I'm bored by this kind of faded, wilting, always-just-so type of "chic". It leaves me cold. When I can smell it. So weak, so faint! Obviously that's precisely the appeal for a lot of people. It's evocative enough, pretty enough, well-made enough. And still, I just can't bring myself to care. A perfectly groomed brunette wallflower dressed in expensive linen and barely-there make-up. Perched on a cream couch, she looks out in the distance, through the window. The maids are pleased she's so easy to work for, never a temper tantrum, never anything not scheduled in advance. Always there at the kids' parent-teacher conferences. Always a faint smile, just discernible enough.

Angel by Thierry Mugler

Bonkers! Good! Call me crazy, but in this day and age I think it leans masculine.

Calandre by Paco Rabanne

So, supposedly Lauren Bacall wore this, which makes sense to me. I remember the first the time I saw her ("The Big Sleep," which I hazard is how most people first saw her) I was so taken, she seemed something so new, so strong, so appealing. A kitten with a gangster lean. Now whenever I see her in a film, I think I have a clearer understanding of her for what she was: a studio creation. Someone picked up and molded into something, then handed a bag of tricks and taught how to use them. And told to stick to them. And she used them well. And there's a value in that kind of acting, in that kind of persona creation and projection. But my heart doesn't go out to it anymore. It leaves me a little aloof, holds me at a distance, and I don't particularly care to bridge it. All this to say, this is kind of how I feel about Calandre: a vintage-ish vibe with a slight modern tint, pretty and appropriate, a little tantalized by danger, or by the performance of it, but ultimately too orderly and straight to really go for it. It'll chat up Bogie and call it a day. To each their own.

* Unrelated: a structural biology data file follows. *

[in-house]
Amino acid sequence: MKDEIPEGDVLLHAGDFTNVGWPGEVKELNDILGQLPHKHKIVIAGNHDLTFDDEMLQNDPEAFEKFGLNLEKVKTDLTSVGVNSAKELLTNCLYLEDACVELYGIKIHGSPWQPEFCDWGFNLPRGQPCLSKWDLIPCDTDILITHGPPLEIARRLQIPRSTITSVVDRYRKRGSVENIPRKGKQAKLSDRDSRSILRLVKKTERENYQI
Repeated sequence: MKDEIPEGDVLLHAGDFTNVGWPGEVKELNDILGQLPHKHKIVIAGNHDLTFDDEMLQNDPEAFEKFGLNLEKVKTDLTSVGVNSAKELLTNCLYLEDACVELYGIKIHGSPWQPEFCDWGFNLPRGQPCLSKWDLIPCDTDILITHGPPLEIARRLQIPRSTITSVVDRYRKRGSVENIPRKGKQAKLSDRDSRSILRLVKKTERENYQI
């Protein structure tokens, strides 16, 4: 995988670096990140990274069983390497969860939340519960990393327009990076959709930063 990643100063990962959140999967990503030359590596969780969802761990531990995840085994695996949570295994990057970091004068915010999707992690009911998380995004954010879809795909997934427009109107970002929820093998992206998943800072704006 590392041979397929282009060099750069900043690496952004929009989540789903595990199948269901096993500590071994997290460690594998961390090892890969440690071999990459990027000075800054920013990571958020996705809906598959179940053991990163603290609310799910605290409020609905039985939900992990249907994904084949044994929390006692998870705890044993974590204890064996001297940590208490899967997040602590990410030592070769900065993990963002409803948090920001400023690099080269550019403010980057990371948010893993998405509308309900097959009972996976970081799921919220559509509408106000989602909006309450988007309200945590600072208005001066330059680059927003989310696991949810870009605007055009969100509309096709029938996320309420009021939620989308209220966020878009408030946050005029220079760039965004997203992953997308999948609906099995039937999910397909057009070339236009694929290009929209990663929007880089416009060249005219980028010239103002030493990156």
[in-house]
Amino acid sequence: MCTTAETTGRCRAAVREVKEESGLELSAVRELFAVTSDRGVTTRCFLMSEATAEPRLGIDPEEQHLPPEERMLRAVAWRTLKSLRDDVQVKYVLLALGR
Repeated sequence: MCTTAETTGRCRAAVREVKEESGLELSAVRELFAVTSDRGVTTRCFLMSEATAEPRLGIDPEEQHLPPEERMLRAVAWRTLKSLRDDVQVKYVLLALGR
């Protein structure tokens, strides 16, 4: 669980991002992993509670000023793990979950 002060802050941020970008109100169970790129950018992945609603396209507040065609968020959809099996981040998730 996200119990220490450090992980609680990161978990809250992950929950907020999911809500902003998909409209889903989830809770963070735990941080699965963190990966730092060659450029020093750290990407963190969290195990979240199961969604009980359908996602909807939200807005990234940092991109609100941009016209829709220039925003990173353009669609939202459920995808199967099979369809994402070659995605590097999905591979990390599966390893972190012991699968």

Fracas by Robert Piguet